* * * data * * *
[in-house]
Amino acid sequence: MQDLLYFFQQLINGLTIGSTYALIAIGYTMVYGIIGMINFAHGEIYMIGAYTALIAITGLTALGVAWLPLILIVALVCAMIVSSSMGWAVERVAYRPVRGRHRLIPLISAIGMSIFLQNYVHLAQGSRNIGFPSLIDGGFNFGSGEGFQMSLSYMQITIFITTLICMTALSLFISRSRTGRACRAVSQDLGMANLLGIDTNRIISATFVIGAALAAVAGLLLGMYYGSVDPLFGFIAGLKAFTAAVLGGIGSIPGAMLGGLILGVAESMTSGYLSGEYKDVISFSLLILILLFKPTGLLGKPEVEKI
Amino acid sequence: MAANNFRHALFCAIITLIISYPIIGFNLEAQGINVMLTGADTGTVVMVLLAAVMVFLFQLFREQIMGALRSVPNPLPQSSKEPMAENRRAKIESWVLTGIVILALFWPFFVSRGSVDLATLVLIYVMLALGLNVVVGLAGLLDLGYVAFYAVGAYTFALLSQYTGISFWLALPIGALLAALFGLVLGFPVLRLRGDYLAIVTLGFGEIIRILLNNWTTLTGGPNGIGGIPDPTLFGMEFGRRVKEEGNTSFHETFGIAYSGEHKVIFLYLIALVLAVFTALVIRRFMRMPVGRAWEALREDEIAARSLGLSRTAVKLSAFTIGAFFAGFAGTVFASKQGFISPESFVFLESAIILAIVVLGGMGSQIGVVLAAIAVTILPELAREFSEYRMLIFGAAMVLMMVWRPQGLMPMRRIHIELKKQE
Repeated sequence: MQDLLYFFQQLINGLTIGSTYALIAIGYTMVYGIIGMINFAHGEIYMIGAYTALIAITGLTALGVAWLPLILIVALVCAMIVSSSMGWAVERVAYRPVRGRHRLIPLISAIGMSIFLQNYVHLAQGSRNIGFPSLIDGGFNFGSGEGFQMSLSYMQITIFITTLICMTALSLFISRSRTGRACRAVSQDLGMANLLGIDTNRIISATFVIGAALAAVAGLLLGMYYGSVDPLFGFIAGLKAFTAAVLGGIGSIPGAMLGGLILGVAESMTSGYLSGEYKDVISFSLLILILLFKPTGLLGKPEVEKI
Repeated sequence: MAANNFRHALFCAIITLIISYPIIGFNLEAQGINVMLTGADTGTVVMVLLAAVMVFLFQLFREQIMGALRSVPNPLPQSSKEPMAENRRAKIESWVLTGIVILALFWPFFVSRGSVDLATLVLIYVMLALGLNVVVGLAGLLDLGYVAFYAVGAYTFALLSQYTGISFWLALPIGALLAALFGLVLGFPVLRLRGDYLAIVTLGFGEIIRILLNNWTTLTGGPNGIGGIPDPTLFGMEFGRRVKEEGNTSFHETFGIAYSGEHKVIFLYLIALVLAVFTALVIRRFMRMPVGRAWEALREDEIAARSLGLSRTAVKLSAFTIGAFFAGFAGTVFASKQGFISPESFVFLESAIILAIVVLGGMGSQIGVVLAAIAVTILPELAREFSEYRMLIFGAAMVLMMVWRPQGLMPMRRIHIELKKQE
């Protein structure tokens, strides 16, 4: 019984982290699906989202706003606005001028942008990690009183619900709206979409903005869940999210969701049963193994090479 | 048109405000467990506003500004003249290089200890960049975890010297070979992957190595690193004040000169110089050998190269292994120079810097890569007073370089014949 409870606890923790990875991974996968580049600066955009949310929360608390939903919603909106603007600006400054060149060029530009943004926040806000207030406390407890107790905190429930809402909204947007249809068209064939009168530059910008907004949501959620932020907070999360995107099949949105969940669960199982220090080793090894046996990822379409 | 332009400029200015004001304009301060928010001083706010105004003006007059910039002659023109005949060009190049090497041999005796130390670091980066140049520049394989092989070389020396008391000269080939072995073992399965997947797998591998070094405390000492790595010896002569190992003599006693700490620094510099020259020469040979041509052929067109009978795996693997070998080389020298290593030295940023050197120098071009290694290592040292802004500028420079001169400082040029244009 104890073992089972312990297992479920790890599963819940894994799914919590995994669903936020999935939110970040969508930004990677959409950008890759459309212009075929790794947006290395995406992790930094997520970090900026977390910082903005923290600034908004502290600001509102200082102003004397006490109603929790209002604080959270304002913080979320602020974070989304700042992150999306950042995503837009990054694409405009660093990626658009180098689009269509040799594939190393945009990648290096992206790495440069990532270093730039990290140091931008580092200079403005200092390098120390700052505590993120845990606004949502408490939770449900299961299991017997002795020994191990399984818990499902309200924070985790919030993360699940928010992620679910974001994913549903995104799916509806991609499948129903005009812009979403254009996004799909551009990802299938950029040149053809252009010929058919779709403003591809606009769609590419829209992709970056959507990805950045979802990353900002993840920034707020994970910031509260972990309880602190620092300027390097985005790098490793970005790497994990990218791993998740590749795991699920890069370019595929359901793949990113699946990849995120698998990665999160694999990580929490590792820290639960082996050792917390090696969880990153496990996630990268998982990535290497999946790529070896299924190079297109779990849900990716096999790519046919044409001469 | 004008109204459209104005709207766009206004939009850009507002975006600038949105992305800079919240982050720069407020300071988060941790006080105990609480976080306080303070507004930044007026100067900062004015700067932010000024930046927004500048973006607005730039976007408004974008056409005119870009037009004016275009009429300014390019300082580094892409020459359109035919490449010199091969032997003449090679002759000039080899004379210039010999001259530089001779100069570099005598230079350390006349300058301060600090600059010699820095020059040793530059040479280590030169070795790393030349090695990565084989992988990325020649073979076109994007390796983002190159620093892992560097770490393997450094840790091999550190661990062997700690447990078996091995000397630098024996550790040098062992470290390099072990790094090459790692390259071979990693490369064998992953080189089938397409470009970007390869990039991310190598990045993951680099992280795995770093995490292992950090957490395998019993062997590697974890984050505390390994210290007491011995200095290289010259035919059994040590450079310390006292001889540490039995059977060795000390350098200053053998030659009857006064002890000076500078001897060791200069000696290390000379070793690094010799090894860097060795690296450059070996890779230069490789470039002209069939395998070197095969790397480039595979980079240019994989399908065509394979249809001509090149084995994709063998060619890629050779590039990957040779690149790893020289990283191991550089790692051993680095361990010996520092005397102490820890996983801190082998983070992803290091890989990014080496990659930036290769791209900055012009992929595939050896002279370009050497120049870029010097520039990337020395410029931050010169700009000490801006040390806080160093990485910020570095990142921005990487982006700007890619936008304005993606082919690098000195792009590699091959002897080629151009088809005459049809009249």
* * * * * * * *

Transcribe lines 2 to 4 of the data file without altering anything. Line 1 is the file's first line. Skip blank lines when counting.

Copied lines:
Amino acid sequence: MQDLLYFFQQLINGLTIGSTYALIAIGYTMVYGIIGMINFAHGEIYMIGAYTALIAITGLTALGVAWLPLILIVALVCAMIVSSSMGWAVERVAYRPVRGRHRLIPLISAIGMSIFLQNYVHLAQGSRNIGFPSLIDGGFNFGSGEGFQMSLSYMQITIFITTLICMTALSLFISRSRTGRACRAVSQDLGMANLLGIDTNRIISATFVIGAALAAVAGLLLGMYYGSVDPLFGFIAGLKAFTAAVLGGIGSIPGAMLGGLILGVAESMTSGYLSGEYKDVISFSLLILILLFKPTGLLGKPEVEKI
Amino acid sequence: MAANNFRHALFCAIITLIISYPIIGFNLEAQGINVMLTGADTGTVVMVLLAAVMVFLFQLFREQIMGALRSVPNPLPQSSKEPMAENRRAKIESWVLTGIVILALFWPFFVSRGSVDLATLVLIYVMLALGLNVVVGLAGLLDLGYVAFYAVGAYTFALLSQYTGISFWLALPIGALLAALFGLVLGFPVLRLRGDYLAIVTLGFGEIIRILLNNWTTLTGGPNGIGGIPDPTLFGMEFGRRVKEEGNTSFHETFGIAYSGEHKVIFLYLIALVLAVFTALVIRRFMRMPVGRAWEALREDEIAARSLGLSRTAVKLSAFTIGAFFAGFAGTVFASKQGFISPESFVFLESAIILAIVVLGGMGSQIGVVLAAIAVTILPELAREFSEYRMLIFGAAMVLMMVWRPQGLMPMRRIHIELKKQE
Repeated sequence: MQDLLYFFQQLINGLTIGSTYALIAIGYTMVYGIIGMINFAHGEIYMIGAYTALIAITGLTALGVAWLPLILIVALVCAMIVSSSMGWAVERVAYRPVRGRHRLIPLISAIGMSIFLQNYVHLAQGSRNIGFPSLIDGGFNFGSGEGFQMSLSYMQITIFITTLICMTALSLFISRSRTGRACRAVSQDLGMANLLGIDTNRIISATFVIGAALAAVAGLLLGMYYGSVDPLFGFIAGLKAFTAAVLGGIGSIPGAMLGGLILGVAESMTSGYLSGEYKDVISFSLLILILLFKPTGLLGKPEVEKI